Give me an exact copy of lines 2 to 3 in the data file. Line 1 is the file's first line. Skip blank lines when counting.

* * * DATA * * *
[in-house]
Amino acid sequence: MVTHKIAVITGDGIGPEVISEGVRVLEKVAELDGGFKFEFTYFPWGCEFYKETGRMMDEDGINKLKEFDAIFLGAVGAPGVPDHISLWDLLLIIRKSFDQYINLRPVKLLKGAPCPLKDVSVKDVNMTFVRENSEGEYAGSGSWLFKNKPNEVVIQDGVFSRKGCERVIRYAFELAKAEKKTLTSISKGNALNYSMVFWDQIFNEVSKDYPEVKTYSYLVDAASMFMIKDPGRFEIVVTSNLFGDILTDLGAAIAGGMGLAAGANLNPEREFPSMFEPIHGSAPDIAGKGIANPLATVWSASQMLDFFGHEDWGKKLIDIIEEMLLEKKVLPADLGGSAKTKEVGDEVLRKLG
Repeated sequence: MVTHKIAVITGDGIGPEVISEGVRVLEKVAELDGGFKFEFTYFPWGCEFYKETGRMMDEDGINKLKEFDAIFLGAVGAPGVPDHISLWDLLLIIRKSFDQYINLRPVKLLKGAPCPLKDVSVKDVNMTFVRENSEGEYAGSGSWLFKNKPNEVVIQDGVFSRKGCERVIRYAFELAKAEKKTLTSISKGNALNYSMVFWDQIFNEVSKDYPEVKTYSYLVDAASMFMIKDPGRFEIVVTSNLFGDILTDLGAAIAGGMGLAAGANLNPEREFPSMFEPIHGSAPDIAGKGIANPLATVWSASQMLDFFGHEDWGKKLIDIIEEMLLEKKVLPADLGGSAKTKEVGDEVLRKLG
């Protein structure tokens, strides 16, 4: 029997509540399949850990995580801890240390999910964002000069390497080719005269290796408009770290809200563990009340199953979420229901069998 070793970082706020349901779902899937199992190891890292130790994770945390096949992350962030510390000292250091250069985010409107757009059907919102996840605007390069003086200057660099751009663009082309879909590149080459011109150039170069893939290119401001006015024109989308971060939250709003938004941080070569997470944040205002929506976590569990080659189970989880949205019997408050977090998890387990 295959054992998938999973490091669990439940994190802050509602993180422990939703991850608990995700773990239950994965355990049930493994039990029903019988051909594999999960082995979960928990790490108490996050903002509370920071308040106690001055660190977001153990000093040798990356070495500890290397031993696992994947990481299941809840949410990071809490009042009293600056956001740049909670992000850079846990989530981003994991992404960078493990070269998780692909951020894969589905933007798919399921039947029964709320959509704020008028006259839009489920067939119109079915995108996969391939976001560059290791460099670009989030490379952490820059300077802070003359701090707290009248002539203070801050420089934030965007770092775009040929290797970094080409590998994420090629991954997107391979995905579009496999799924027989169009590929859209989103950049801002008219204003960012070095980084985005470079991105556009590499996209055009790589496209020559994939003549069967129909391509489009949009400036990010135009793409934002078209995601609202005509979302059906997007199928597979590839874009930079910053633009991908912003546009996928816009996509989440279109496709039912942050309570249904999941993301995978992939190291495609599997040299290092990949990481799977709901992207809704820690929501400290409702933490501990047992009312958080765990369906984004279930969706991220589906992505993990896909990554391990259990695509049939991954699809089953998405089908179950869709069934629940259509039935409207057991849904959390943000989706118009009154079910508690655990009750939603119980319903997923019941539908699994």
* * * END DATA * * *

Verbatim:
Amino acid sequence: MVTHKIAVITGDGIGPEVISEGVRVLEKVAELDGGFKFEFTYFPWGCEFYKETGRMMDEDGINKLKEFDAIFLGAVGAPGVPDHISLWDLLLIIRKSFDQYINLRPVKLLKGAPCPLKDVSVKDVNMTFVRENSEGEYAGSGSWLFKNKPNEVVIQDGVFSRKGCERVIRYAFELAKAEKKTLTSISKGNALNYSMVFWDQIFNEVSKDYPEVKTYSYLVDAASMFMIKDPGRFEIVVTSNLFGDILTDLGAAIAGGMGLAAGANLNPEREFPSMFEPIHGSAPDIAGKGIANPLATVWSASQMLDFFGHEDWGKKLIDIIEEMLLEKKVLPADLGGSAKTKEVGDEVLRKLG
Repeated sequence: MVTHKIAVITGDGIGPEVISEGVRVLEKVAELDGGFKFEFTYFPWGCEFYKETGRMMDEDGINKLKEFDAIFLGAVGAPGVPDHISLWDLLLIIRKSFDQYINLRPVKLLKGAPCPLKDVSVKDVNMTFVRENSEGEYAGSGSWLFKNKPNEVVIQDGVFSRKGCERVIRYAFELAKAEKKTLTSISKGNALNYSMVFWDQIFNEVSKDYPEVKTYSYLVDAASMFMIKDPGRFEIVVTSNLFGDILTDLGAAIAGGMGLAAGANLNPEREFPSMFEPIHGSAPDIAGKGIANPLATVWSASQMLDFFGHEDWGKKLIDIIEEMLLEKKVLPADLGGSAKTKEVGDEVLRKLG